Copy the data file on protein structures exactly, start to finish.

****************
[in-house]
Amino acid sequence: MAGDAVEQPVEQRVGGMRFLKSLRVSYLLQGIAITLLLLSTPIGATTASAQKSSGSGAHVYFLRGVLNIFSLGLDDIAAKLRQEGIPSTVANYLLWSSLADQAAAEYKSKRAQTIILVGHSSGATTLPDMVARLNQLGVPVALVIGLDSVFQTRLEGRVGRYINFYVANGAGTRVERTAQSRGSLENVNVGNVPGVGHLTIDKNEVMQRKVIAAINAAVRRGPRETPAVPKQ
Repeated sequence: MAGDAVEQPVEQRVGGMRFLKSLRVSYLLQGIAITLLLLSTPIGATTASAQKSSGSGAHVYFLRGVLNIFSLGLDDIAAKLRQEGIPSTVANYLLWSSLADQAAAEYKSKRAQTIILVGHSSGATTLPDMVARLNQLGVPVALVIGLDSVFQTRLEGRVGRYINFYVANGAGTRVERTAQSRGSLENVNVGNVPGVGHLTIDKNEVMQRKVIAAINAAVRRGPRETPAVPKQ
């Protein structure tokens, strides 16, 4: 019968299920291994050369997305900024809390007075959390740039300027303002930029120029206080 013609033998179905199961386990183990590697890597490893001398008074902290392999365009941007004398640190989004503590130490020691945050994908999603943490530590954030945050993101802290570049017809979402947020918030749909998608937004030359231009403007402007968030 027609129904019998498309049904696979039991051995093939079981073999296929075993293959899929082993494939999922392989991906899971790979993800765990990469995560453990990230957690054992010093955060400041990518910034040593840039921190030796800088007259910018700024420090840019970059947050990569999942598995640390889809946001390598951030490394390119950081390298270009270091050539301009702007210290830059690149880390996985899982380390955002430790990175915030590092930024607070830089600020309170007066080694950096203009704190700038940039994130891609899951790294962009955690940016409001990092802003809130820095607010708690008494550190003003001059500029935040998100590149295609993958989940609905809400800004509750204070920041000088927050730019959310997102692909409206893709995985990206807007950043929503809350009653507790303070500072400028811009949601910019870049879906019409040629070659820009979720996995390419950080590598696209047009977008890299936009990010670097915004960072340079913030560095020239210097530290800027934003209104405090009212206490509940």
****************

[in-house]
Amino acid sequence: MAGDAVEQPVEQRVGGMRFLKSLRVSYLLQGIAITLLLLSTPIGATTASAQKSSGSGAHVYFLRGVLNIFSLGLDDIAAKLRQEGIPSTVANYLLWSSLADQAAAEYKSKRAQTIILVGHSSGATTLPDMVARLNQLGVPVALVIGLDSVFQTRLEGRVGRYINFYVANGAGTRVERTAQSRGSLENVNVGNVPGVGHLTIDKNEVMQRKVIAAINAAVRRGPRETPAVPKQ
Repeated sequence: MAGDAVEQPVEQRVGGMRFLKSLRVSYLLQGIAITLLLLSTPIGATTASAQKSSGSGAHVYFLRGVLNIFSLGLDDIAAKLRQEGIPSTVANYLLWSSLADQAAAEYKSKRAQTIILVGHSSGATTLPDMVARLNQLGVPVALVIGLDSVFQTRLEGRVGRYINFYVANGAGTRVERTAQSRGSLENVNVGNVPGVGHLTIDKNEVMQRKVIAAINAAVRRGPRETPAVPKQ
């Protein structure tokens, strides 16, 4: 019968299920291994050369997305900024809390007075959390740039300027303002930029120029206080 013609033998179905199961386990183990590697890597490893001398008074902290392999365009941007004398640190989004503590130490020691945050994908999603943490530590954030945050993101802290570049017809979402947020918030749909998608937004030359231009403007402007968030 027609129904019998498309049904696979039991051995093939079981073999296929075993293959899929082993494939999922392989991906899971790979993800765990990469995560453990990230957690054992010093955060400041990518910034040593840039921190030796800088007259910018700024420090840019970059947050990569999942598995640390889809946001390598951030490394390119950081390298270009270091050539301009702007210290830059690149880390996985899982380390955002430790990175915030590092930024607070830089600020309170007066080694950096203009704190700038940039994130891609899951790294962009955690940016409001990092802003809130820095607010708690008494550190003003001059500029935040998100590149295609993958989940609905809400800004509750204070920041000088927050730019959310997102692909409206893709995985990206807007950043929503809350009653507790303070500072400028811009949601910019870049879906019409040629070659820009979720996995390419950080590598696209047009977008890299936009990010670097915004960072340079913030560095020239210097530290800027934003209104405090009212206490509940």